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Hatfields & McCoys on The History Channel

Discussion in 'Now Playing - TV Show Talk' started by nyny523, May 22, 2012.

  1. May 29, 2012 #61 of 179
    vertigo235

    vertigo235 Active Member TCF Club

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    There are tress now, but were there that many trees 150 years ago? A lot of trees can grow in 150 years.

    I remember looking at old photos of my grandfather etc, and their were not many trees around their property at that time.
     
  2. May 29, 2012 #62 of 179
    Jayjoans

    Jayjoans New Member

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    I was a little disappointed to see it turn into Romeo and Juliet, is the relationship shown based in any fact or is this just a retread of the Montagues and Capulets?

    EDIT: Wikipedia says that there was a relationship between those depicted on the show.
     
  3. May 29, 2012 #63 of 179
    Flop

    Flop Member

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    Same thing with a lot of old civil war battlefields. Many battles were fought on clear land that is now covered by trees.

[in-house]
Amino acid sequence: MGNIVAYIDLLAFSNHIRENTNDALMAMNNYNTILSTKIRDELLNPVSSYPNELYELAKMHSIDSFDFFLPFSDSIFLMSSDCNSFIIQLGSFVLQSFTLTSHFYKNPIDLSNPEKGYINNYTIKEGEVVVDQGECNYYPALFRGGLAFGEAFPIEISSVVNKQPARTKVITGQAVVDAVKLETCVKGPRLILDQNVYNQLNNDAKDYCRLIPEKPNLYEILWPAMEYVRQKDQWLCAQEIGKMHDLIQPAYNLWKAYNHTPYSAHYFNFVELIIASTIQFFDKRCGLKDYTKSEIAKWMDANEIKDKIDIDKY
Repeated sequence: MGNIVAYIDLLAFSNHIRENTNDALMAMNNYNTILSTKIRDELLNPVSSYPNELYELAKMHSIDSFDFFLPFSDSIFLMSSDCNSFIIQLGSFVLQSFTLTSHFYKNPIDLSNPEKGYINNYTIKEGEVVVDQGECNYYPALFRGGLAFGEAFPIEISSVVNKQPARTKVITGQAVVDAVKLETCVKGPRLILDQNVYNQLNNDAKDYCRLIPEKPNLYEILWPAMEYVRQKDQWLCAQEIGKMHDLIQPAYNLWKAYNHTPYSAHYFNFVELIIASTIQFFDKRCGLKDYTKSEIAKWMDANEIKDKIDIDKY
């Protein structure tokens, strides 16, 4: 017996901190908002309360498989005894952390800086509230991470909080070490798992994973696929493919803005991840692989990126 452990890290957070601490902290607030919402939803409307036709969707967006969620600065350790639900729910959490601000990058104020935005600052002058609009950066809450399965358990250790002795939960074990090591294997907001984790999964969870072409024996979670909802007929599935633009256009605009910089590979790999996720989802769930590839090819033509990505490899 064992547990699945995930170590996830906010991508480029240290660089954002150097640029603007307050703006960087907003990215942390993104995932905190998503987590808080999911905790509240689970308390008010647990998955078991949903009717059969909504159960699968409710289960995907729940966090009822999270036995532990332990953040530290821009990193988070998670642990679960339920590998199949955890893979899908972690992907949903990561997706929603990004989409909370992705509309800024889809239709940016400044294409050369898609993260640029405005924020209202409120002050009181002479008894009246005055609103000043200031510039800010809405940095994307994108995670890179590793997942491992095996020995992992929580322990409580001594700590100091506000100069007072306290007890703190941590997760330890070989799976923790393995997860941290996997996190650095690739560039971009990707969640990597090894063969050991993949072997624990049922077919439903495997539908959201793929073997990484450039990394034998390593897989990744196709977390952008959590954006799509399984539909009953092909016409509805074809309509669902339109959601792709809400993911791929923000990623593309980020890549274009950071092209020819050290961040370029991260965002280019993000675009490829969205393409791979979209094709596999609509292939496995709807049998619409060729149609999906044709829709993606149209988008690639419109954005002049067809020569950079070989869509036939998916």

4. May 29, 2012 #64 of 179
    RonDawg

    RonDawg Well-Known Member

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    It's not a western in the strictest sense (in particular location) but it shares quite a few elements of one. From Wikipedia:

    The bolded part definitely is where Hatfields & McCoys shares a commonality with the typical western. Change the names to say, "Smiths and Joneses" and change the setting to the California Gold Country and story would still make sense.

    You also have to remember at that time, the overwhelming majority of the population still lived along the eastern coast of the US. The area between the Mississippi River and the west coast of the US was one big no-mans-land (at least from the white man's perspective). "Western United States" at that time probably meant anything west of the Appalachians.